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The thematic bucket of vomit that I've been chained to since I was about 9 is the moral complexity of anti-heroism. I have always been interested in good people who do bad things for understandable reasons.
The content and thematic materials of dance is, of itself, like boxing. You play tennis and baseball. But boxing is not a sport you play: you stand up and do it.
I have traveled down this path before - 'List of Seven' and 'Twin Peaks' both have thematic similarities - but 'Paladin' took me much deeper into the intuitive underground. Always bearing in mind Joseph Campbell's Rule No. 1: When entering a labyrinth, don't forget your ball of twine.
My memory of those places is better than my pictures. That's why I get much more satisfaction out of shooting thematic work that has to do with an idea that I'm searching for, or searching to express.
The way you challenge Superman is by having things happen very, very quickly in different places and then asking, 'Who does he save first? What powers must he use to save each person or stop each disaster?' That's one of the ways you make him interesting beyond the thematic and moral issues that make Superman.
Ambiguity is necessary in some of my stories, not in all. In those, it certainly contributes to the richness of the story. I doubt that thematic closure is never attainable.
I tend not to dwell on the parallels between chess and business, chess and the martial arts, or any two things for that matter, because the truth is that all pursuits are connected if we gain an eye for the thematic links.
However, there's no theme or concept behind Heathen, just a number of songs but somehow there is a thread that runs through it that is quite as strong as any of my thematic type albums.
'London' is a gallery of sensation of impressions. It is a history of London in a thematic rather than a chronological sense with chapters of the history of smells, the history of silence, and the history of light. I have described the book as a labyrinth, and in that sense in complements my description of London itself.
The movies that work are the ones in which somebody very smart figured out how to take all the thematic material, all the character material, all the filigree, all the beautiful writing, and put it into a story.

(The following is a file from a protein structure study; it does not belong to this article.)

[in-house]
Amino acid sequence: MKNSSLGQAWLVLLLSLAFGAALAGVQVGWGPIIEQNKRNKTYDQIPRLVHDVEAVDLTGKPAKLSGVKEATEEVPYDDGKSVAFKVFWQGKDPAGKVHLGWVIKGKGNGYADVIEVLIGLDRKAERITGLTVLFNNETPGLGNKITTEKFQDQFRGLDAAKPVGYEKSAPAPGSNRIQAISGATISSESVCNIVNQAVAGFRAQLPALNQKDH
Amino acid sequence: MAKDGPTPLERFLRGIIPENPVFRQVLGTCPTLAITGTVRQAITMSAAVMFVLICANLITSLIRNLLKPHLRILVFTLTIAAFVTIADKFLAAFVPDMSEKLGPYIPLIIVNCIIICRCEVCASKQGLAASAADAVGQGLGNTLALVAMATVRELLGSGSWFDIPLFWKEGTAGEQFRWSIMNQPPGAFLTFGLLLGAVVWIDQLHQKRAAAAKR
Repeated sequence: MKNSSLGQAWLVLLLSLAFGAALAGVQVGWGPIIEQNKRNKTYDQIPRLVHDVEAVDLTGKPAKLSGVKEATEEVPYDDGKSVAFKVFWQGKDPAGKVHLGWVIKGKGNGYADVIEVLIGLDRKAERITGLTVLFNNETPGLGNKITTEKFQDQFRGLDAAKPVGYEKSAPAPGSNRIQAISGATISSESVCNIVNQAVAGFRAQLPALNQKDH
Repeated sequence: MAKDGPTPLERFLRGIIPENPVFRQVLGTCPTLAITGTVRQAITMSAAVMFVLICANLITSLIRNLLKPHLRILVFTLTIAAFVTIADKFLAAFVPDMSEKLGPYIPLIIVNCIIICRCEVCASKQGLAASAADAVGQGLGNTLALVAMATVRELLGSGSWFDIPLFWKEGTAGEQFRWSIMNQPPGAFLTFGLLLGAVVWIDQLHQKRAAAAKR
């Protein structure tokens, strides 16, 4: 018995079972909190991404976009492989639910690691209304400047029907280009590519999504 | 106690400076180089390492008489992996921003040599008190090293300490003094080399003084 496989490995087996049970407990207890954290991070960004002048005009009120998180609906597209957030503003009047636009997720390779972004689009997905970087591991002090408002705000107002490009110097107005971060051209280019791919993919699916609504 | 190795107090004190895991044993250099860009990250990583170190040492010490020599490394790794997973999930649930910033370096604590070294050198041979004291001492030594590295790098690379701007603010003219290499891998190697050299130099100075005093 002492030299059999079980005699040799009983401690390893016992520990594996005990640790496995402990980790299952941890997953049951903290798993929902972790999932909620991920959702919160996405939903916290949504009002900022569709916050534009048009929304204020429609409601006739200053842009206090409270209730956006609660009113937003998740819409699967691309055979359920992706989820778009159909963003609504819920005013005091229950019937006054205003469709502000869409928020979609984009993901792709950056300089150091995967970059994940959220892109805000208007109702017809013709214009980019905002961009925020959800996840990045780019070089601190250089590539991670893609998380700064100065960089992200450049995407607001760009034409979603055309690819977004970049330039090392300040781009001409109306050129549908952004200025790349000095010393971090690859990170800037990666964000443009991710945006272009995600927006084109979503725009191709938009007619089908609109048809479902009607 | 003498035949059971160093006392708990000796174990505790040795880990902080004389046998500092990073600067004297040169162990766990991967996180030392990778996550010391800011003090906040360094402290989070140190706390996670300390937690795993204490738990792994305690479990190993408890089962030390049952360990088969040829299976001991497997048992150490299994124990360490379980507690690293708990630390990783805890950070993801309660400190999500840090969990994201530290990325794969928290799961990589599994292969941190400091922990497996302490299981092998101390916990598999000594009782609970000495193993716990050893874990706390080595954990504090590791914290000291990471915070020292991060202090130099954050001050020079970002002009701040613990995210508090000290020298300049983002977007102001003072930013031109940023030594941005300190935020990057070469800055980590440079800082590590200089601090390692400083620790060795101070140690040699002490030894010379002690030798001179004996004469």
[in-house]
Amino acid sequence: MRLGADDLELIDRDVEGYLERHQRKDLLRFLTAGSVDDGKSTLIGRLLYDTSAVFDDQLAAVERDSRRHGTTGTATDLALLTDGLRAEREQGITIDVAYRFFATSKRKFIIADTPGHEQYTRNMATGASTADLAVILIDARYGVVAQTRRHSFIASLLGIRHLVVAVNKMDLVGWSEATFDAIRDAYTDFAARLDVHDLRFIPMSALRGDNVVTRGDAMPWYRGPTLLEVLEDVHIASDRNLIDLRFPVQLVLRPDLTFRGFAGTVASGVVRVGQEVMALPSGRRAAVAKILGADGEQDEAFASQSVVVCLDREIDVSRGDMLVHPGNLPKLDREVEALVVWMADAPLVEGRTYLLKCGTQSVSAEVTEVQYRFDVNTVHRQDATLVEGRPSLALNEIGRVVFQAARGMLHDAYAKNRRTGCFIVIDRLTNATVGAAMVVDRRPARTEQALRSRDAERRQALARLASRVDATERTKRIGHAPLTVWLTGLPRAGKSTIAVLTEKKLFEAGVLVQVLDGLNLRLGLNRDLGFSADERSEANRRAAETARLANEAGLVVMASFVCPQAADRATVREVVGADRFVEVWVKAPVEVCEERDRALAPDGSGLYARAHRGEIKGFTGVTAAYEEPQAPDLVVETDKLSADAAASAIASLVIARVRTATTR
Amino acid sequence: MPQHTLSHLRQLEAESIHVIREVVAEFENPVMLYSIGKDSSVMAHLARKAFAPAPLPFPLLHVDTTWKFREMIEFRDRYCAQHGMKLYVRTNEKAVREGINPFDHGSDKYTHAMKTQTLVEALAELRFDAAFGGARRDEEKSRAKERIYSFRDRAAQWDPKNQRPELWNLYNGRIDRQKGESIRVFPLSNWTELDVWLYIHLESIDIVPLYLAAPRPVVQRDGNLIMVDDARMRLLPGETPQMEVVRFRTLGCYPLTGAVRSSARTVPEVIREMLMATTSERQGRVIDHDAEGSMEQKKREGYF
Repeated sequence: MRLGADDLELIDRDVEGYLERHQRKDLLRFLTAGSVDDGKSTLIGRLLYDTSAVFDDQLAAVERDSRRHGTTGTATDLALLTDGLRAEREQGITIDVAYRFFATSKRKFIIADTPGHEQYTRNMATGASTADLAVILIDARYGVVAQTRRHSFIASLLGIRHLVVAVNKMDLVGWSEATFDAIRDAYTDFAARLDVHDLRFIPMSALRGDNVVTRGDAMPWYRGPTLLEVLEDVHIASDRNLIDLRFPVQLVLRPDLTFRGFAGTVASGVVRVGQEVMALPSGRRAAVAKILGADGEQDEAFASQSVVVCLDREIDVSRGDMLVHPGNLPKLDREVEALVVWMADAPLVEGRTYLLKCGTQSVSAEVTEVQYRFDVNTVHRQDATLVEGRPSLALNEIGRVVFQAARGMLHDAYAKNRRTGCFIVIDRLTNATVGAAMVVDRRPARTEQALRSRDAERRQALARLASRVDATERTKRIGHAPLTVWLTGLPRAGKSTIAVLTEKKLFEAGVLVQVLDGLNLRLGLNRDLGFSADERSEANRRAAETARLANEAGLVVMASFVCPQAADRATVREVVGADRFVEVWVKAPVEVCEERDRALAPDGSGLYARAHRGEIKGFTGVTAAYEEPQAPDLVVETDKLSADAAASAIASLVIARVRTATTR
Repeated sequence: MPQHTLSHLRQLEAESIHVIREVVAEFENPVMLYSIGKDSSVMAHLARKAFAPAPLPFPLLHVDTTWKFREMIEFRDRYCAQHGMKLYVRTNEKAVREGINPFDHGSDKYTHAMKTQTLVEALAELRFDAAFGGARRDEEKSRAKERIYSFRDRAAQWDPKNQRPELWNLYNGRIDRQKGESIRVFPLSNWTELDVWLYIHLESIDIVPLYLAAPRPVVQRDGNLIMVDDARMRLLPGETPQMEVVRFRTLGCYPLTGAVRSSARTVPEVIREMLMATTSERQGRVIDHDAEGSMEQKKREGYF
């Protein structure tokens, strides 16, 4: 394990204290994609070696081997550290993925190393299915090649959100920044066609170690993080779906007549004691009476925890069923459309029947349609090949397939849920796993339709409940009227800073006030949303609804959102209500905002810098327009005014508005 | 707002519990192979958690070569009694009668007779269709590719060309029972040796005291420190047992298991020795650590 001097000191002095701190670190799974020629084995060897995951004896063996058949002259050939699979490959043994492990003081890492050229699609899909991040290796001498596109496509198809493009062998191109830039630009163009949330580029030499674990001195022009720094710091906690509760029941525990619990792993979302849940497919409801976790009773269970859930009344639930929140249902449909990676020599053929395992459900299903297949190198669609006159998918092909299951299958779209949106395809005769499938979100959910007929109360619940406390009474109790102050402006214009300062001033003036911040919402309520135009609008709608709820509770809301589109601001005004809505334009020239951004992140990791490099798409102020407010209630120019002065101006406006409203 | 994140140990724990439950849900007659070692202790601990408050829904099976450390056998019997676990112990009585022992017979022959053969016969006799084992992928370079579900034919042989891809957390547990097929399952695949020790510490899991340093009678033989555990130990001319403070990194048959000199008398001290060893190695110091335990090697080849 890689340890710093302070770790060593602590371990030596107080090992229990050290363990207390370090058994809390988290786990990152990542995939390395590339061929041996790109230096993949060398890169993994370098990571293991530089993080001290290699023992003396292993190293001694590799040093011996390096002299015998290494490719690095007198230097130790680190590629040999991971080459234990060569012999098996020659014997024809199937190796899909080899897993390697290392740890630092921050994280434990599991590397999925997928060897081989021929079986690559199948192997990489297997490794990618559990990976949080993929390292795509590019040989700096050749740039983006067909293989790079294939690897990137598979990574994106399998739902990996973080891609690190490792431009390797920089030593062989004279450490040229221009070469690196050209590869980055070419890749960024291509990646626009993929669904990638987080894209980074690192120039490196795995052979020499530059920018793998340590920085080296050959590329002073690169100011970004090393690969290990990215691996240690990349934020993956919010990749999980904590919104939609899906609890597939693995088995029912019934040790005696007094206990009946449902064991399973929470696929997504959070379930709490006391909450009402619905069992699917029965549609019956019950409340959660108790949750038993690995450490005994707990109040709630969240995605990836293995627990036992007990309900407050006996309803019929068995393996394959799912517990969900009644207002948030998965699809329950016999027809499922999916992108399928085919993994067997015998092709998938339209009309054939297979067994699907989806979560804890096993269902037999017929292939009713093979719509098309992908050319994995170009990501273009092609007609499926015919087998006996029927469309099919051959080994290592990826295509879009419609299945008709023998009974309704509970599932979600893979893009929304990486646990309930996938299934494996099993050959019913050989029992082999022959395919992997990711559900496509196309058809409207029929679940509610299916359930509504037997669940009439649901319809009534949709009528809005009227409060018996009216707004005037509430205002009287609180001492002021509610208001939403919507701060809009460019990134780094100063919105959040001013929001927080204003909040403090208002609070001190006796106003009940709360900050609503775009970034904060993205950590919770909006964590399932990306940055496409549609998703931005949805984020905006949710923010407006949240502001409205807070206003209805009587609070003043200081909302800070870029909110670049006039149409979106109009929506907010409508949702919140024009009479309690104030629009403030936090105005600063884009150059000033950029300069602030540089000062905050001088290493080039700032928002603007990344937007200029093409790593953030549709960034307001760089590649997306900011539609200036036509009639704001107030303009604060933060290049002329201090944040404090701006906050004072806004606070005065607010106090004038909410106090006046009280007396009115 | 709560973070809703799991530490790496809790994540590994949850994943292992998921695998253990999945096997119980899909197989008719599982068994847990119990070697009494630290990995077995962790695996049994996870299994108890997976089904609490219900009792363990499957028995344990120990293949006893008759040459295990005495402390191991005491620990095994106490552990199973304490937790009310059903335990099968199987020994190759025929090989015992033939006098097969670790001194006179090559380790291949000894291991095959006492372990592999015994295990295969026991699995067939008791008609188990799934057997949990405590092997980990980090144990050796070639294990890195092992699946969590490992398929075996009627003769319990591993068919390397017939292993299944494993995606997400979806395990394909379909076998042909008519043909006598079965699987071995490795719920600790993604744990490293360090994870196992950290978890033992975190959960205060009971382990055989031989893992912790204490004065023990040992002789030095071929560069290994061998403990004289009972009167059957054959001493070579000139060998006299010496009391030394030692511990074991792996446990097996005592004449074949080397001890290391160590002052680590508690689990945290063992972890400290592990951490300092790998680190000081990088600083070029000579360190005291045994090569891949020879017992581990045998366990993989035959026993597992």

One of our great thematic traditions in Bad Religion has been to question human nature.
You're able to do things in novels: introduce subplots, other characters, thematic layers and so on, in a way that you simply can't in a movie. A movie really has to choose its battles.
'Endgame' resists narrative and even thematic explanation. How you play it has to reflect this. If you decide something too much in advance, you forget the element that gives the play life - the audience.
Having a very serious thematic element in the lyrics and then juxtaposing with something really triumphant and just a big beat to dance to is a nice contrast to having a dark message.
The thematic, psychological, and cultural concerns of a writer are more relevant than whatever literary mode he or she chooses to deal with in any given novel.
Is it good, bad, or neutral to recognize thematic patterns in your own work? When it comes to recurring themes, I'm of the mind that knowledge is probably not power, at least in terms of the work.
In writing, I want to be remembered for telling good stories in beautiful and powerful language, using the poetry of words to reflect the thematic concerns of compelling stories.
It might be thematic work. It might be theatrical. I enjoy that kind of work.
The best adaptations are the ones that really excavate the material. The movies that work are the ones in which somebody very smart figured out how to take all the thematic material, all the character material, all the filigree, all the beautiful writing and put it into a story.
I usually start from the most general to the more specific. I'll get an emotional overview for the film as a whole, trying to pinpoint what the musical identity is and come up with thematic ideas - any ideas that identify as succinctly as possible what the film is.
I was vested emotionally in 'Battlestar.' I really loved the thematic things. I don't feel it really got its shot, and I can't blame anyone else; I was at the center of that.
Glen A. Larson
Martin Luther King, Jr.
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